You may tell me that in the great and difficult affairs which have occupied the cares of Government. I being absent and inconsiderable, was naturally forgotten. It may all be very true, for it appears very probable. But why have others, down even to the lowest in the list of bipeds, Robinson for example, been remembered, under circumstances less likely to recall them fairly to mind than the accident of my being here was on two occasions to bring me to the memory of the President. Besides when I am remembered, at the eleventh hour, it is in terms which imply contempt as strongly as they express interest.  You may further ask how I can feel the dissatisfaction here expressed and still entertain the friendship and respect which I have never ceased to manifest for Genl Jackson. I answer that my friendship for him is founded on my admiration his general character, and my recollection of instances of his personal confidence and kindness, and that it is a sentiment too elevated ever to give way to the mortifications attendant are neglect. A positive and intentional injury or some glaring demerit alone could weaken it. Moreover there is a sort of magnanimity in remaining tranquil and unmoved under treatment of the kind, which the example of my father taught me to imitate. Genl Greene as his letters shew, owed all his success and fame in the southern war except those resulting from Morgan’s victory of the Cowpens, to the counsels and exertions of my father. Yet in his report of the various events of his campaigns and especially of the battle of Eutaw, he almost disgraced him, out of respect for the envious reproach of having trusted him too much, and the narrow apprehension of being too much indebted to him. Genl Washington, although he confessed that he thought my father more deserving of the appointment than any other officer that his own inclination “was strongly in his favour” for fear of dissatisfying senior officers, gave the command of the Indian War to Genl Wayne. He never complained in the first instance except on account of the officers of his Legion, nor at all, in the second, nor did his friendship for either of these great men abate in the least. Why then should I with pretensions so contemptible where compared with his suffer a petty sense of injury or feeling of disappointment to stand between Genl Jackson and myself. I have never done so nor will I do so now, though like my father I feel the injury the more acutely inasmuch as it comes from a friend, and is attended by disrespect to the gentlemen who recommended me and the affectionate fellow citizens who unknown to me interposed their remonstrance not more to alleviate my disgrace, than to justify the president.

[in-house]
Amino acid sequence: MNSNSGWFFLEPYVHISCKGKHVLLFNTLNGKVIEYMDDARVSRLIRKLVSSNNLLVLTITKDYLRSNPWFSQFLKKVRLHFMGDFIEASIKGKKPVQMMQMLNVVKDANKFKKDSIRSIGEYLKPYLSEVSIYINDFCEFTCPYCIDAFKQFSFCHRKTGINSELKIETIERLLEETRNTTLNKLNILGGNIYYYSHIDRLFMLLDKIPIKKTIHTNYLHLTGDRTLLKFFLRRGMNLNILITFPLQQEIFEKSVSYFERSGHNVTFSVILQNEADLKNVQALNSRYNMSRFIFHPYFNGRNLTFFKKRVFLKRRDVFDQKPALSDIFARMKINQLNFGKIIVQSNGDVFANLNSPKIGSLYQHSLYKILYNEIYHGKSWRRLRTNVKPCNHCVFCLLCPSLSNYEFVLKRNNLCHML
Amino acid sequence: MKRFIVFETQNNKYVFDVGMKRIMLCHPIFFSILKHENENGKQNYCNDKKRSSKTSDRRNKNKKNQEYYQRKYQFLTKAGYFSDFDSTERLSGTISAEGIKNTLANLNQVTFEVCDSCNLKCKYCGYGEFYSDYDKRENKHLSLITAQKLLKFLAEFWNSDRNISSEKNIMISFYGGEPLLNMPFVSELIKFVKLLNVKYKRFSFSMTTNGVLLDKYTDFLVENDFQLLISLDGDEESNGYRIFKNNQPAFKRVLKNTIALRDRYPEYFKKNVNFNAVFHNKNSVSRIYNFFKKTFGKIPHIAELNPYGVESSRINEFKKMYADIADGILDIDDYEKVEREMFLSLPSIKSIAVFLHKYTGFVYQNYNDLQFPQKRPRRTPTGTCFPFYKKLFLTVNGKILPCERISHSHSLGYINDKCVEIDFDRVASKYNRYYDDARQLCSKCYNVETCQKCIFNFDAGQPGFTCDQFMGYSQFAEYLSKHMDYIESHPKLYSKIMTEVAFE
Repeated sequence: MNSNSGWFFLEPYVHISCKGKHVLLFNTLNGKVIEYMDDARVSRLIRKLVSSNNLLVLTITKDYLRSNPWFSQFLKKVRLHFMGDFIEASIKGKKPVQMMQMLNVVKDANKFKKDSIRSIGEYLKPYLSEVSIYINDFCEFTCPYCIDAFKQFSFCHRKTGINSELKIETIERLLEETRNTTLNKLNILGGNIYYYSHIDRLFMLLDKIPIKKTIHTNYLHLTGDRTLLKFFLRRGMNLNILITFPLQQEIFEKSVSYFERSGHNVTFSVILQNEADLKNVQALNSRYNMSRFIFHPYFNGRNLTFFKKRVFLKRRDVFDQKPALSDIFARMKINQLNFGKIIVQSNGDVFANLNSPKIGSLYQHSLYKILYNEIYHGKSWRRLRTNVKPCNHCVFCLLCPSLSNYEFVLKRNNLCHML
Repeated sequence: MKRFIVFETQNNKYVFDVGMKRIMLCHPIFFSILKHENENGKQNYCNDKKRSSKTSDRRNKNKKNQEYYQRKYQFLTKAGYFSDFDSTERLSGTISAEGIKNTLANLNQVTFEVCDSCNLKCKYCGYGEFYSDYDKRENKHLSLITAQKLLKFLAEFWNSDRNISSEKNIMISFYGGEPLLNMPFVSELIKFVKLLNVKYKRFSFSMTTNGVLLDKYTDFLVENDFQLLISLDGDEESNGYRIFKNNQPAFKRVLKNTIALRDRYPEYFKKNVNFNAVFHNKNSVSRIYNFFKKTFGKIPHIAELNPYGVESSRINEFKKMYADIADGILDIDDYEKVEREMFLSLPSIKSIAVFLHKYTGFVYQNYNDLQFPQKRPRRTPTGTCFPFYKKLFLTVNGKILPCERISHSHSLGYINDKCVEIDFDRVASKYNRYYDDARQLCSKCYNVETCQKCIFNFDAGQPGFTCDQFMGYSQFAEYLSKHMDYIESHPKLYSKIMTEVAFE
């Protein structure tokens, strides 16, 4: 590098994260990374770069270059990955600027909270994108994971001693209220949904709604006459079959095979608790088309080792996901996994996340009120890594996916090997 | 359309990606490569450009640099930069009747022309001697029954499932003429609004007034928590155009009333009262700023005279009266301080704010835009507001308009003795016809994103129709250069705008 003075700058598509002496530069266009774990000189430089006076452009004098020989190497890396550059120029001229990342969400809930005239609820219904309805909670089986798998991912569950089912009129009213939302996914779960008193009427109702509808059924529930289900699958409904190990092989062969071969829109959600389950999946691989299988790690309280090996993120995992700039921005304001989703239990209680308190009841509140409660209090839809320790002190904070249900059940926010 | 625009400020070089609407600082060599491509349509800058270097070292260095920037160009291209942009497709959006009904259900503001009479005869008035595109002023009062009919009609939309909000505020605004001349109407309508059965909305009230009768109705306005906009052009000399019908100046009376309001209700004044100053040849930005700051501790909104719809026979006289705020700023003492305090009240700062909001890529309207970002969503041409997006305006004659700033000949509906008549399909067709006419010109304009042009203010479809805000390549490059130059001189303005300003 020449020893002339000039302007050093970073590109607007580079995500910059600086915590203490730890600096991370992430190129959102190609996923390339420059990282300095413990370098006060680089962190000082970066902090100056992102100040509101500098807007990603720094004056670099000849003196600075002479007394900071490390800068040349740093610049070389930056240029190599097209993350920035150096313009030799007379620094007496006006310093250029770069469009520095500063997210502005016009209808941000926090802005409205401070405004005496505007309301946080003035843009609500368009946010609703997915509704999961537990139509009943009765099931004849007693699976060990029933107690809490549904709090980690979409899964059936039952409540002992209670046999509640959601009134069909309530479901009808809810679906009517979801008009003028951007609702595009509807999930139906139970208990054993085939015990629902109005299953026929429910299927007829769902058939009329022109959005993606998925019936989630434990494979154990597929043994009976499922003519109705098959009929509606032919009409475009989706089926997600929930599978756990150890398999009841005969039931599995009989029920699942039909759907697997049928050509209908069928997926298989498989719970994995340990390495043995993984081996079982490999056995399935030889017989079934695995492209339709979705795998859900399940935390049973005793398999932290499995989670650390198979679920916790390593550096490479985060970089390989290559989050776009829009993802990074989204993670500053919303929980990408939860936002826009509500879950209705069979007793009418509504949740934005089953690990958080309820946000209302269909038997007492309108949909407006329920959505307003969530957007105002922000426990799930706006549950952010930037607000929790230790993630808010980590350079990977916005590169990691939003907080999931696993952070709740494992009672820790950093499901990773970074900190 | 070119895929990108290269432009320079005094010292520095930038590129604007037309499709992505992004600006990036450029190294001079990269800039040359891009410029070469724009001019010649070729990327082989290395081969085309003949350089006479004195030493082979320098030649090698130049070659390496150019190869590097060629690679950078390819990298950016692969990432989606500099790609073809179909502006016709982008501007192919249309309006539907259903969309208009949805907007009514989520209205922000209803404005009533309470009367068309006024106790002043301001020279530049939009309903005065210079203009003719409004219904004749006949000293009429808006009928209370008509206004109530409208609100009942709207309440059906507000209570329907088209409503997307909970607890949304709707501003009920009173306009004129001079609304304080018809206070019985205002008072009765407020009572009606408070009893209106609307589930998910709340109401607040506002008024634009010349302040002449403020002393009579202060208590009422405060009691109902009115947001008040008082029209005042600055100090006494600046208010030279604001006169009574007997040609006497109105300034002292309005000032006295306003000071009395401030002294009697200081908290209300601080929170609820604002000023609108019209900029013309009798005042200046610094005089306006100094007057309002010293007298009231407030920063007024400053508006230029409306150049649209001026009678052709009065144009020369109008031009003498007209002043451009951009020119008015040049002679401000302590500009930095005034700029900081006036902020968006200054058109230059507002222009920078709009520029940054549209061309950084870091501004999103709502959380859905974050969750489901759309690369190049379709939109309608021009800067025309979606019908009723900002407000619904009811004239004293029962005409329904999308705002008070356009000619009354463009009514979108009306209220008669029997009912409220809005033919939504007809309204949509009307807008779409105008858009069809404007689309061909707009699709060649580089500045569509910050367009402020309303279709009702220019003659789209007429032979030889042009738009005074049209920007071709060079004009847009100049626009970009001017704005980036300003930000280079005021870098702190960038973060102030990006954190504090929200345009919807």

You may possibly be disposed to add that I am not sensible of the enormity of my sin, or of the weight of public odium to which it exposed me. To this I answer that the first was not aggravated by the vote of the Senate, or by the subsequent continuance of executive disfavour and that the second should not have been and that I am fully sensible of the enormity of my sin and not afraid as you shall see to acknowledge it in all its dimensions. It was an act of adultery and according to the laws of Virginia of incest, and moreover a violation of my duty as guardian.  This is a formidable offense no doubt, and in the eye of prejudice a mountain of atrocities. But look at it with the eye of reason. The adultery so far from being magnified by the incest is diminished by it. The laws of Virginia and of England, in that respect opposed to the laws of the rest of civilized Europe and of Scotland the most moral and religious country of Europe, in order to extend the sphere if fraternal affection in families make the marriage between a man and the sister his former wife incest and consequently illicit intercourse between a man and the sister of his wife adultery and incest. A citizen of Virginia therefore associates with the sister of his wife, with all the unguarded intimacy which he would observe toward his own sister and there being no blood connection, no barrier of instinct between them, is more liable to be surprized into adultery in this very case, than in any other. Any impartial man is capable of conceiving the reasonableness of this position. The conviction of it is not an afterthought of mine, nor is it confined to me even in Virginia. About 10 or 12 years ago a bill was bought into the Legislature of Virginia by (I believe) the present Judge Upshur, to effect a repeal of the act defining incest, in order to make the marriage between a man and his former wife’s sister, and of a woman with her former husband’s brother lawful, as it is for instance in the neighbouring state of Maryland. It was advocated on this ground, among others, that the law in its present shape, operated as an inducement to adultery, and was founded on an erroneous view of human nature. It was also observed that almost all the adulteries occurring in the respectable families of Virginia were attended by this artificial incest and that if these parties were declared by law marriageable, they would be protected by the usual reserves of discretion which are found effectual in most other cases. The bill failed, though it was supported by about a third of the members, and a greater proportion of the talents of the house, and was rejected more out of an aversion to change than from any force of argument or reason; the minority palliating my sin, and the majority not disputing that palliation. As to the matter of guardianship in my case it was merely nominal. But in any case, to suppose that after the great restraint of conjugal fidelity was broken the smaller one of fiduciary obligation could prevail, is like supposing a hawser would hold where a chain cable had parted. This guardianship too was forced on me sorely against my will, so much so that when I was at length got into court to accept it. I had provided no security, never having consented until at the very last moment. Besides while my sins are laid bare, it would be just to ask who is faultless to inquire if there never was adultery before or never will be again. Further, should this be any disqualification of me, when Mr Jefferson who as a private man was ten times more guilty, as his guilt was not only deliberate but was persevered in for twelve years against the discouragement and warning of constant repulse and endless defeat, not only climbed to the highest offices, but imparted irresistible claims for appointment to his remotest descendents. Again, mine was the crime of a private man, Mr. Livingston’s of a public officer, and while my treatment shews that a man who is surprised into adultery, is if he aspires to an humble office, to find the indifferences of his friends conspire against him with the persecution of his enemies; his treatment proclaims, with all the authority which the great name of Genl Jackson can give it, that a man who, in a great public trust defrauds his country of 100,000 dollars, and who commits acts which unfit him to associate with men of honour, may reasonably expect with a good share of talents and of luck, to become secretary of state and foreign Ambassador, with a faculty of directing the overflow of executive bounty in abundant streams from himself to his connections. Now while I do not deny that Mr Livingston should be forgiven and appointed, I contend that I am as much entitled to the benefit of the act of oblivion as he or Mr Jefferson.